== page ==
I did a little bit of maintenance on the Synthogananthus but the photo is a reminder to do a bit more. Each stem has about 3 fully grown sideshoots and when I pull them up and see quite a lot more sideshoots starting up, so I need to start trimming the sideshoots, replanting them, and reducing overcrowding. My plan is to move as many as possible to my Low tech shrimp tank if the test subject survives.
 

erwin123

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wow! looks very nice. definitely very jealous. considering a black out for my tank.

Yes I found the 72-hr blackout is a good way to "reset" the tank and get rid of some persistent algae. Don't forget big WC before blackout, big WC after blackout.

But I read Geoffrey Rea's post that his Erios didn't survive the blackout: Dutch Donut Maybe move them to holding tank before doing blackout?
 

plantnoobdude

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Yes I found the 72-hr blackout is a good way to "reset" the tank and get rid of some persistent algae. Don't forget big WC before blackout, big WC after blackout.

But I read Geoffrey Rea's post that his Erios didn't survive the blackout: Dutch Donut Maybe move them to holding tank before doing blackout?
ah... then my adjusting quinquangulare will definitely die haha. guess not.
 

erwin123

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Due to overcrowding, I got around to pulling out one of the Synthoganthus stems which had a total of 6 sideshoots + a number 7 baby shoot just appearing.
Replanted two of them in my low-tech tank (the one I planted earlier has survived its first week in low tech so hopefully the new additions will also survive) and given the number of Cherries that jumped on them, there was probably a lot of algae 😅. I've only moved 5 of my cherries over to the 60cm tank... got to start moving more over to eat all that algae.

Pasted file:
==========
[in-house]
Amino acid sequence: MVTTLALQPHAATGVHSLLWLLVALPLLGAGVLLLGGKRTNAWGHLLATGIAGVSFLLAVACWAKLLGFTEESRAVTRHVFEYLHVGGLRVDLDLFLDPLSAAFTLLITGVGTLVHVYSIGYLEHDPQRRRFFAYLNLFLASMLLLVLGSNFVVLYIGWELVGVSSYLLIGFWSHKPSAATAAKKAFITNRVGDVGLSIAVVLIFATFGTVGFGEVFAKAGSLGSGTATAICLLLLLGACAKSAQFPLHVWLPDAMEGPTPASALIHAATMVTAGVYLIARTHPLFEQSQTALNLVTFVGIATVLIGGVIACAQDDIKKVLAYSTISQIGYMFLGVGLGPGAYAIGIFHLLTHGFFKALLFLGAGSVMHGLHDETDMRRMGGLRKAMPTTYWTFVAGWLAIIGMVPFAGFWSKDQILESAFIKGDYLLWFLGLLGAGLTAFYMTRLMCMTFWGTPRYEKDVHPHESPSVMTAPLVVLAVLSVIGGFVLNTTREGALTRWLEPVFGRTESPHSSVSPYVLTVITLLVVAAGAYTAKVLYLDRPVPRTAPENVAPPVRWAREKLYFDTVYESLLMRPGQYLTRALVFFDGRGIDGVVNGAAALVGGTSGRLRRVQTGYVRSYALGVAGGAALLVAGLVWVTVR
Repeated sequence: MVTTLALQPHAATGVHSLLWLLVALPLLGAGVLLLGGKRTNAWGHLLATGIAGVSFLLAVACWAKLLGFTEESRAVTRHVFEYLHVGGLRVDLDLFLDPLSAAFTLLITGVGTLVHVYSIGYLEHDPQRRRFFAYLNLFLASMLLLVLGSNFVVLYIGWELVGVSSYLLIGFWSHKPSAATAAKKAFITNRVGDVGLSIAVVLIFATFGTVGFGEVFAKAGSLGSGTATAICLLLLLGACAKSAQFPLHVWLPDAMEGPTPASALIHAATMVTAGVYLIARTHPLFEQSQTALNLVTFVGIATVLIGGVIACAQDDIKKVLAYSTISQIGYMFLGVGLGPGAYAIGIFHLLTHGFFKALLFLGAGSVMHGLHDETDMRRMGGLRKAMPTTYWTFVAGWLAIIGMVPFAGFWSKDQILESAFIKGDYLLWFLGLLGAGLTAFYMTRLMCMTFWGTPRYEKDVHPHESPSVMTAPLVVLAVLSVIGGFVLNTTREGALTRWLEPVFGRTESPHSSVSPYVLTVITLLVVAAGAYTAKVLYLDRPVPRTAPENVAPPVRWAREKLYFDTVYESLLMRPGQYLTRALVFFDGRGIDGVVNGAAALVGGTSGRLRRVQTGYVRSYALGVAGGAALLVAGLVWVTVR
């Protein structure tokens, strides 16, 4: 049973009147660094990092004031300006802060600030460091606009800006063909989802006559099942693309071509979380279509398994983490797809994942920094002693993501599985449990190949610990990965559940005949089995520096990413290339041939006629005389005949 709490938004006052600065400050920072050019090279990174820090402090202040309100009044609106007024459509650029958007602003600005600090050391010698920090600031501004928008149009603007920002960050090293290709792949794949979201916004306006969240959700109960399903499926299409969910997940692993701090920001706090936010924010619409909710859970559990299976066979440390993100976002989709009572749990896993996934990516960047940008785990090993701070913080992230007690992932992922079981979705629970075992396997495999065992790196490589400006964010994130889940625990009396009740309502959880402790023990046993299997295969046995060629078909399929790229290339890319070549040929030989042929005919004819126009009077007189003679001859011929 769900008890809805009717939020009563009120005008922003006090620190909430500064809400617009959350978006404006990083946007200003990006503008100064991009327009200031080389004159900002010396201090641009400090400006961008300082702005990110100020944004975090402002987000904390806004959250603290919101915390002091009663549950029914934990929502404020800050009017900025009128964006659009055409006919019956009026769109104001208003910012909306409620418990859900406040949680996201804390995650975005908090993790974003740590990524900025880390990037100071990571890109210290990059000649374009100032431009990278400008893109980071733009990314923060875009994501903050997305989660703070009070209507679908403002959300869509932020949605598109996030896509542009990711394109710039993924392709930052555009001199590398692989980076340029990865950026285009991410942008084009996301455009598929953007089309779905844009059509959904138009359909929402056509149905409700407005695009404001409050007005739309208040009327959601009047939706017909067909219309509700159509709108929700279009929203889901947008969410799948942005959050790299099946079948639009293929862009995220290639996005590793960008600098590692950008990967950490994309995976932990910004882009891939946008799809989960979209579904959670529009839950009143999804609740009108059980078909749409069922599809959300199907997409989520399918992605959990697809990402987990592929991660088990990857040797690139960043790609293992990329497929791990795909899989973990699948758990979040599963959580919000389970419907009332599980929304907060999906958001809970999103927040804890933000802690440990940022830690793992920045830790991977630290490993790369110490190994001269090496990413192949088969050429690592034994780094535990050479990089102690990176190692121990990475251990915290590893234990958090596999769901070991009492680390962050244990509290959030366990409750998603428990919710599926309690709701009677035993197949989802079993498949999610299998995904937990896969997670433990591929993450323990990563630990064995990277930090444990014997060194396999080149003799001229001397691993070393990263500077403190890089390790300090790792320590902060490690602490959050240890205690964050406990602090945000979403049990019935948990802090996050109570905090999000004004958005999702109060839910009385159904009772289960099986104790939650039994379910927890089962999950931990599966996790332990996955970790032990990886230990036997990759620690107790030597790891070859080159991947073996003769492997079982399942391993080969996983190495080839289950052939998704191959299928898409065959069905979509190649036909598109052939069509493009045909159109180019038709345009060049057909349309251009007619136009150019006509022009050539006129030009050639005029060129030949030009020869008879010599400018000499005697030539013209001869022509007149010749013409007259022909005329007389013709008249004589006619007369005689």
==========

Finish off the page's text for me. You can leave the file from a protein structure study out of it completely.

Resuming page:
On the right of the photo there is one of my cut-off bottom stem of Rotala Wallichii sprouting new growth with a slightly yellow colour. I'm quite pleased that it has adapted to low tech as well.
 
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PARAGUAY

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Just had a read through of the journal. Informative journey well done. Interesting to see some of the plants used🙂
 

erwin123

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Weekly update. With a heavy heart I removed the last C. Retrospiralis - it was shading and preventing my R. 'Blood Red's' from growing nice and vertical, which led to shading problems for other plants in the tank. With some extra space to spare, I acquired a pair of Ammannia Pedicellata 'Golden' from another hobbyist. It's been in my tank for only 24 hours so I still don't know whether it will adapt and survive in my tank. Based on what I read I've planted 2 root tabs for each stem. I am hoping that they will at least straighten up quickly (like the Sphaerocrarpa, my stems were quite bent for some reason)

L Sphaerocarpa on the other hand, has been in the tank for 1 week (plants take at least 2 weeks to adapt?) but has been growing about 1 cm a day so I've trimmed them a bit.


Had a CO2 'accident'. must have bumped into the regulator (unlike some designs, it is really 'loose' in that minimal force is needed to turn it) when cleaning my canister today, resulting in too much CO2. Only discovered a few hours later. Otos, Cories and shrimp recovered, but the Denison Barbs seem to jump whenever they are not happy about anything, so they jumped out of the tank.. (edit: i had 2 Barbs only, i.e. lost 2 fish)
 
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Fiske

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Most of the needle valves that come with regulators is absolute crap. I just bought 2 Camozzi valves I'll be installing soon, apart from allegedly being easier to adjust in small increments (we'll see...), it looks like they have a nut for fixing the setting. THAT is gold in my eyes.